A homeless man who survived being trapped four days in a Utah drainage tunnel with a badly broken leg says he’s relieved he made it out alive but regrets “a serious lack of judgment” that got him into his predicament.
“I’ll never do that again,” Daniel Samuelsen, 33, said Sunday from his hospital bed in Salt Lake City, where he was being treated for a compound fracture in his lower right leg and severe dehydration. Doctors at St. Mark’s Hospital have told Samuelsen his fracture is so severe, he could lose his right leg.
Samuelsen told local media he fell into the tunnel, near the mouth of Parleys Canyon in the foothill east of Salt Lake City, after taking a detour on a hike on Wednesday. He and a friend hiked to a segment of pipe that slopes uphill from the Bonneville Shoreline Trail.
The pipe led into a series of underground drain tunnels that open out on the other side of the highway.
Samuelsen thought it would be a good idea to explore the “shortcut.” His friend wasn’t convinced and left.
Samuelsen says he’d crossed the drainage pipe before using a rope, but this time there was no rope.
"That was a serious lack of judgment,” Samuelsen said of his decision to continue.
Samuelsen crawled inside the pipe and slipped. Suddenly he was on his back, sliding down, “faster, faster, faster, faster, then boom!" he told the Salt Lake Tribune.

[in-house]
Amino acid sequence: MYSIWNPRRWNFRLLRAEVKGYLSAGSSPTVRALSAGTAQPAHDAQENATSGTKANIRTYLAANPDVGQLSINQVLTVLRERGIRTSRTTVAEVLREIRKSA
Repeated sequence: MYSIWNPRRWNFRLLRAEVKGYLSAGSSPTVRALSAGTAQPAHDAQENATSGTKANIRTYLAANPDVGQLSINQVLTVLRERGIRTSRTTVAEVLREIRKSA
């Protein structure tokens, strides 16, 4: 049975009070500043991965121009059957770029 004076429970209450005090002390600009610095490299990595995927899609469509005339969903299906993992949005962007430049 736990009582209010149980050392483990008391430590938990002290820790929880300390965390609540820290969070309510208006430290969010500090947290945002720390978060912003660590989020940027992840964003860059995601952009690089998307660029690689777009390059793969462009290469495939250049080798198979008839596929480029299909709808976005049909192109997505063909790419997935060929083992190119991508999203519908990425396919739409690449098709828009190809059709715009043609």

He wound up about 50 feet below the opening, his right leg smashed and a broken bone protruding from the skin.
Samuelsen, who lives in a homeless shelter and works as an independent taxi driver, said he screamed for help for hours. But though he could hear dozens of bicyclists and walkers coming and going just a few feet overhead on the trail, his pleas were drowned out by the nearby freeway traffic, he told the Tribune.
By Friday, as dehydration, hunger and injury further weakened him, “I was pretty convinced I was going to die,” he said.
The next day, with hope of rescue fading, Samuelsen found a piece of wood and made a split for his severely fractured leg. He eventually managed to slide down the lower tunnels.
“"I was screaming in fear pretty much the whole way down," he said, according to the Tribune.
At the bottom, he scooted another 100 yards or so to the opening near Tanner Park. He said he spent several hours on the side of the road before finally being able to flag down a motorist for help.
"I was near tears when someone finally stopped. I clasped my hands together and was like 'thank you, thank you,'" Samuelsen said, according to Good Morning America. "I was so happy to see somebody who cared enough about me to stop and realize I needed help."
He says he regrets his bad judgment and urges other would-be explorers not to follow his tracks.
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